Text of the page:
2023/54 “Singapore – Malaysia Economic Ties: Recovering from COVID-19” by Pritish Bhattacharya and Francis E. Hutchinson

Photo of the Singapore – Malaysia Causeway taken during the lockdown on 20 March 2020. With the COVID-19 pandemic now behind, the trade relationship between both countries appears encouraging. Recent agreements in areas such as digital economy and green technology have been signed by the leaders of the two countries. Photo: Lionel Lim, https://flickr.com/photos/limchoonheng/49701562997/.


  • Geographical proximity, historic links and comparable outward orientation make Singapore and Malaysia natural trading partners. As seen from a number of matrices, the two nations depend on each other for a range of key goods and services.
  • However, this complementarity is easy to take for granted and really only dates from the mid-1980s, when the two countries adopted similar economic policy frameworks. The relative importance of each country to the other has since remained very significant – in the midst of a structural shift to China as Southeast Asia’s foremost trading partner.
  • While the COVID-19 pandemic struck both nations in similar ways, it affected different aspects of their relationship differently. Recent data indicate, however, that the various components underpinning the economic alliance are recovering at varying speeds. 
  • The imposition of cross-border restrictions nearly eliminated the movement of people between the countries. This had very severe consequences for a range of businesses that depend on travellers and tourists. But, statistics from late 2022 indicate a strong recovery which, while not yet at pre-pandemic levels, is trending upwards.
  • Conversely, the movement of goods between the two nations remained completely unaffected during the outbreak. Prompt and dynamic measures by the authorities on both sides ensured that the flow of goods, from semiconductor components and machine parts to cut flowers and ornamental fish, continued unabated.
  • Bilateral trade in services suffered a temporary setback, with the trade value stagnating throughout 2020. However, in 2021, growth continued in a positive direction, given notable improvement in selected services that could be offered virtually.
  • Cross-border investments present a more mixed picture. Even though investment flows were largely immune to the vagaries of the crisis, Malaysia’s FDI to Singapore has plateaued. In contrast, Singapore’s investment into Malaysia is on an upward trajectory.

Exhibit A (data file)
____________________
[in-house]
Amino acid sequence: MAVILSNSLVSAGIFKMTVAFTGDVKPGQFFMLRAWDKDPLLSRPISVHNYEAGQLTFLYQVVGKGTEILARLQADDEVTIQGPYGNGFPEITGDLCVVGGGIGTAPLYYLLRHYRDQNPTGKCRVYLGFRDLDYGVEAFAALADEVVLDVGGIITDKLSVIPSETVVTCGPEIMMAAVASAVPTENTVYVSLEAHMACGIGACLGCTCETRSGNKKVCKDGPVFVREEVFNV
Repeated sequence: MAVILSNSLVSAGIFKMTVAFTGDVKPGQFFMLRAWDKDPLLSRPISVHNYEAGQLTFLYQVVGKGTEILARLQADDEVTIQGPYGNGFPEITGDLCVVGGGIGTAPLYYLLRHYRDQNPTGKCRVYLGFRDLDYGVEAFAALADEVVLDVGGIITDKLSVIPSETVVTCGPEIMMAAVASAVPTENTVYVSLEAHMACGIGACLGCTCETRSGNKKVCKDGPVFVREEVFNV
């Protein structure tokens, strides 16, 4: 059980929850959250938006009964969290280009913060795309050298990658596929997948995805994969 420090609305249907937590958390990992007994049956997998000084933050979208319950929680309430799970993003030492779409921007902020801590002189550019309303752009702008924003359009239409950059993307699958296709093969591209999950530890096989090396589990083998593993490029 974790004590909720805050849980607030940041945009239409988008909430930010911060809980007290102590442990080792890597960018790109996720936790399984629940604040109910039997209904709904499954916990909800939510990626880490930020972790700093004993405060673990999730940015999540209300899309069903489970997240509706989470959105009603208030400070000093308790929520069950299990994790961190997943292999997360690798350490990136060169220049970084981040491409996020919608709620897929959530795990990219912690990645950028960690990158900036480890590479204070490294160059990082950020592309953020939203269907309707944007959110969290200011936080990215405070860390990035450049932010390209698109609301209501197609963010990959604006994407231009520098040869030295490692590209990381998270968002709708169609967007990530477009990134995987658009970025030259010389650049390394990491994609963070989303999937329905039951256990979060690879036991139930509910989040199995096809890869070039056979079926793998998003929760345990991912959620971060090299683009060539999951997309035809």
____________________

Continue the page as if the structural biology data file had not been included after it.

• With COVID-19 behind us, the Singapore – Malaysia trade relationship appears encouraging. Recent agreements in areas such as digital economy and green technology have been signed by the leaders of the two countries. Progress towards the Rapid Transit Service between downtown Johor Bahru and Woodlands will further add impetus to trade and travel between the two neighbours. 

* Pritish Bhattacharya is Senior Research Officer in the Regional Economic Studies Programme, and Francis E. Hutchinson is Senior Fellow and Coordinator of the Malaysia Studies Programme, both at the ISEAS – Yusof Ishak Institute.

ISEAS Perspective 2023/54, 14 July 2023

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The depth of the economic intertwining between Singapore and Malaysia remains unrivalled in ASEAN. Forged by proximity and strengthened by historical, cultural and familial ties, such linkages have been crucial to the development of both countries.

These multi-layered interconnections are easy to take for granted. Following the separation of Singapore and Malaysia, the adoption of fundamentally different economic models and relatively low levels of interchange meant limited compatibility during the subsequent two decades. This changed in the mid-1980s, when Malaysia began focussing more on manufacturing and lowered its trade barriers. Ensuing negotiations on bilateral issues and certain joint projects, such as the SIJORI Growth Triangle, not only led to the creation of supply chains across both countries, but also helped overcome their historical misgivings.1